Incinerator levy and plastic bag charge increase planned
A BILL being published today will give Minister for the Environment John Gormley and his successors the power to charge similar levies per tonne on waste going to incineration as to landfill.
The Environment (Miscellaneous Provisions) Bill 2011 introduces a new power to charge a waste levy on incineration facilities, including the controversial “energy from waste” plant planned for Poolbeg, in Mr Gormley’s Dublin constituency.
It also amends the Waste Management Acts 1996-2003 to give more flexibility in setting the levy on plastic supermarket bags and the landfill levy – with new upper limits of 70 cent for plastic bags and €120 per tonne for waste going to landfill. The Bill would not impose large increases immediately, but merely specify these figures as upper limits.
The current levy on bags went from 15 to 22 cent in July 2007, while the landfill levy rose by €5 per tonne to €30 last February.
This element of the legislation is based on the Minister’s view that significant increases in the maximum landfill levy “are warranted in order to maintain the dissuasive impact of the levy and to drive recycling and diversion from landfill”.
The Bill will introduce a levy on incineration “to ensure it does not obtain a competitive advantage”. Although the exact amount would be laid down by ministerial order, the Bill sets down the same formula and ceiling level of €120 per tonne as for landfill.
Powers for the charging and collection of the new waste facility levy would be the same as those for the existing landfill levy, according to the Bill’s explanatory memorandum. As with the landfill levy, revenue raised would go to the Environment Fund.
In both cases, the Bill provides that no levy may exceed €120 per tonne or be increased by more than €50 once in any one financial year. It also lays down similar provisions for charging interest on unpaid levies as is the case with the plastic bag levy.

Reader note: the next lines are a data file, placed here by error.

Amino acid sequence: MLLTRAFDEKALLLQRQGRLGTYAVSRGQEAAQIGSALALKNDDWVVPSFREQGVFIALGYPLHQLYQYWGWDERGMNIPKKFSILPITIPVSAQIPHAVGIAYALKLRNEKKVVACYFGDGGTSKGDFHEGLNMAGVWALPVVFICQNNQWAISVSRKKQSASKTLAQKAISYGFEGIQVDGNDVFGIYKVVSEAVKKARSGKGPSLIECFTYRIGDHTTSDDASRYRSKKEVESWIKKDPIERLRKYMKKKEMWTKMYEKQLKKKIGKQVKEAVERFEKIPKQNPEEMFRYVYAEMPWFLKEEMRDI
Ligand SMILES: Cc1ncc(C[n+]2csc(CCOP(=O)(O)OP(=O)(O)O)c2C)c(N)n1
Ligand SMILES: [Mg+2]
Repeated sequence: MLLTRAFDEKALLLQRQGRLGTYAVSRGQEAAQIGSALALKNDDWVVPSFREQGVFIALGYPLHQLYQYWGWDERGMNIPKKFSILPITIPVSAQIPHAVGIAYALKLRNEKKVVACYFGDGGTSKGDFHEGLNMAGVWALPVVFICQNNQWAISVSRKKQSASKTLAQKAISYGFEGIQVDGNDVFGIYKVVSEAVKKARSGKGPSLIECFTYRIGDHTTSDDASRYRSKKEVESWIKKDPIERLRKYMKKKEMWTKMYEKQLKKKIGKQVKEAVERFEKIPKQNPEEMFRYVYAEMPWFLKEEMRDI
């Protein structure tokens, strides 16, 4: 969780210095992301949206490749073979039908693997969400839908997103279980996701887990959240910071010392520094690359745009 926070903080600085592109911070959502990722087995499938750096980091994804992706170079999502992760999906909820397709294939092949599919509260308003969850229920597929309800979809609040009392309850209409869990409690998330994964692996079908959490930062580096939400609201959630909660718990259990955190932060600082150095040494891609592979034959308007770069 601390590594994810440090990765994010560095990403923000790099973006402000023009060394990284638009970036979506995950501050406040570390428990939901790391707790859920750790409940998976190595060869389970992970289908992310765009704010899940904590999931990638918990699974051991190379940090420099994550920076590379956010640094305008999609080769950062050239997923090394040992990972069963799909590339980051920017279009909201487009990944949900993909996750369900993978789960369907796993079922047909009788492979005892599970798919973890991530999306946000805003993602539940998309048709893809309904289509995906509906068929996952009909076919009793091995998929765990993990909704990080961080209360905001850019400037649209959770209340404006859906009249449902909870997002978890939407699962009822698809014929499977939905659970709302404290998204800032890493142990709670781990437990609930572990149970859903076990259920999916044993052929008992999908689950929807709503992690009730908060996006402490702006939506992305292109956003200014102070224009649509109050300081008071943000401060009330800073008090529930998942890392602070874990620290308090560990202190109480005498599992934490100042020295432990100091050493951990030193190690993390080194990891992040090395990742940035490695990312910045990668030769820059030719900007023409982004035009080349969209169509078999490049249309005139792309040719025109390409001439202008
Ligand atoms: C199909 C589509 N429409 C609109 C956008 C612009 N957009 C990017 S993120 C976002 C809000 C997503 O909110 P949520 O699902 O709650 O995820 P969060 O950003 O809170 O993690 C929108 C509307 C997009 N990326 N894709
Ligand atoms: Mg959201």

The new levy would be “chargeable on incineration of waste classed either as disposal or recovery, for the purposes of the prevention of the generation of waste and the reduction of the quantity of waste disposed of or submitted for recovery”.
One of the arguments used by Dublin City Council, and its private sector partners Covanta in promoting the Poolbeg incinerator, is that it would generate energy from waste for electricity or district heating, and thus qualifies as a “recovery” facility.
To head off any legal challenge, Mr Gormley has been told by Attorney General Paul Gallagher SC, that amendments to the Bill “will be required before enactment” to ensure it complies with the EU’s revised Waste Framework Directive, adopted in 2008.
The Bill also updates the 1987 Air Pollution Act by increasing the penalty for offences on summary conviction from €1,270 to €5,000 (or €500,000 on indictment) and for continuing offences from €127 to €500 per day (€5,000 per day on indictment).
For certain offences, it introduces a new graduated system of “fixed payment notices” – previously known as “on-the-spot fines”.
For example, there would be a €1,000 fine for the marketing, sale or distribution of bituminous coal in smoke-control areas.
The Bill would also amend the Freedom of Information Act by providing for the non-disclosure of information obtained by a local authority from the occupiers of premises on activities or processes being carried out, or even emissions, “to protect trade secrets”.